2. The whole minstrel thing is kind of weak, it works in one sense, but the stereotypes that are being pushed by the modern rap artists are generally offensive to a large section of the market; ie, images of rich angry, violent black men with large penises. Whereas originally, Minstrels were expected to provide harmless entertainment in which blacks were depicted as being submissive, safe, silly and fun to laugh at.

    So it seems like the little brother cover is a bit mixed up in terms of what its trying to communicate, that is, if it was originally an attempt at “controversiality”

  3. My bad on the Little Brother piece, it was listed as 2006 but I guess it was a rerelease so due adjustments are being made. As for Cunninlynguists, I excluded all underground artists because there was a possibility that there was going to be a list for underground covers and I didn not want any overlap.

    As for the Minstrel show, when they were in effect Whites felt it was harmless but Blacks felt it was degrading because it made Black people look stupid. Rap is compared to a minstrel show because many rappers make Black people look stupid, they sing (or rap) and dance (i.e. chicken noodle soup, walk it out, etc) and make anfool of themselves. I mean you can’t possibly be oblivious to the fact that Whites in black face parading around as Blacks was harmless, their mere makeup was offensive nevermind the show itself.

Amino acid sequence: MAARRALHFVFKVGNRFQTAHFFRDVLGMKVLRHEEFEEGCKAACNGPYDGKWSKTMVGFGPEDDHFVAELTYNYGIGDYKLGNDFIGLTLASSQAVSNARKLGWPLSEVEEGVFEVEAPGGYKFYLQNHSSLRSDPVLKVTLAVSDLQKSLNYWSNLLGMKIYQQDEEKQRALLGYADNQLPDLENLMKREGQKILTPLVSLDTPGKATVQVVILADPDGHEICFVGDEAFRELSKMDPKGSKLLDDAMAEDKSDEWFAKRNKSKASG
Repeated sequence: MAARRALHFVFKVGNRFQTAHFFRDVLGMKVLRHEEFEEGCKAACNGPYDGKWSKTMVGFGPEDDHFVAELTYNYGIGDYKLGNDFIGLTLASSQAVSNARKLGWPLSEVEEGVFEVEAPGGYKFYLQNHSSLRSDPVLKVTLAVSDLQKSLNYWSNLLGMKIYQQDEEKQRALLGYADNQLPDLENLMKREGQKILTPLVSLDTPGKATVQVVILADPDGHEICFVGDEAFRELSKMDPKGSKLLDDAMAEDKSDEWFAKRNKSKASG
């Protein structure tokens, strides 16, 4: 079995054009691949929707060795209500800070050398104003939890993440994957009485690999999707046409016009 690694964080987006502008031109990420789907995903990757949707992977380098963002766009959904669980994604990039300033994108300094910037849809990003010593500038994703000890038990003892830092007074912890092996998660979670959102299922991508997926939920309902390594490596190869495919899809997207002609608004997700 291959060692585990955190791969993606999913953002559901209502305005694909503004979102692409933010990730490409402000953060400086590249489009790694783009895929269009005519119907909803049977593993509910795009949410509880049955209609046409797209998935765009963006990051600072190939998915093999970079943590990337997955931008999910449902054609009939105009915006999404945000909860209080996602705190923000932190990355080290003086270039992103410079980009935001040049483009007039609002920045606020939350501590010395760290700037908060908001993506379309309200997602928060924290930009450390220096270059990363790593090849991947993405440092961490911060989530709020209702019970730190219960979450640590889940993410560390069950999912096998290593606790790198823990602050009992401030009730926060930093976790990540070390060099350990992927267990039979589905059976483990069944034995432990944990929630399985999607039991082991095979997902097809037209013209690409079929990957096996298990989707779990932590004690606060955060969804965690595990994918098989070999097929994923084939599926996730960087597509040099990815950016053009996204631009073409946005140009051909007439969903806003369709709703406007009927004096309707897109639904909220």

Your definition of a minstrel show belittles the negative effects they had on the Black community. There was more than one stereotype pushed in the minstrel shows that are still prevalent in modern entertainment (see the minstrel show article that was just published in The Source). Many characters were materialisric, very promiscuous, dumb and funny, or big muscular trouble makers (see The Colored Museum video). The whole point of everyones comparison between minstrel shows and rappers is that they both present stereotypes that make Black people look bad and generally are under the supervision of some White people who own many of the record labels and ran the minstrel shows.

  4. I never thought I’d quote Radiohead, but what if “You do it to yourself?”

    I mean, as much as I consider most new rap “mistrelesque”, maybe that’s whut cats really are like, and maybe that’s whut cats really wanna hear.

    I hate that “Chain Hangs Low” song, but I allow that tastes vary. Sure, rap used to be about witty wordplay and the like, but many people don’t care for that and would prefer catchy sing-along choruses and danceable beats.

    Does it make black folk look bad? Perhaps, but I’m not qualified to judge. And if you do it to yourself, why should anybody give a damn?

  5. what we must also consider is the conflict and self-hatred which occurs in the black intelligensia whom generally push such ideas like “mistrelesque”.

    Just look at Cosby, a perfect example. And when educated and intelligent african americans deem certain behaviour among their “lesser” counterparts as undesirable to their OWN self-image, they tend to muddle things up by blaming the “white” controlled media.

    kind of like rednecks blame the “jew” run media.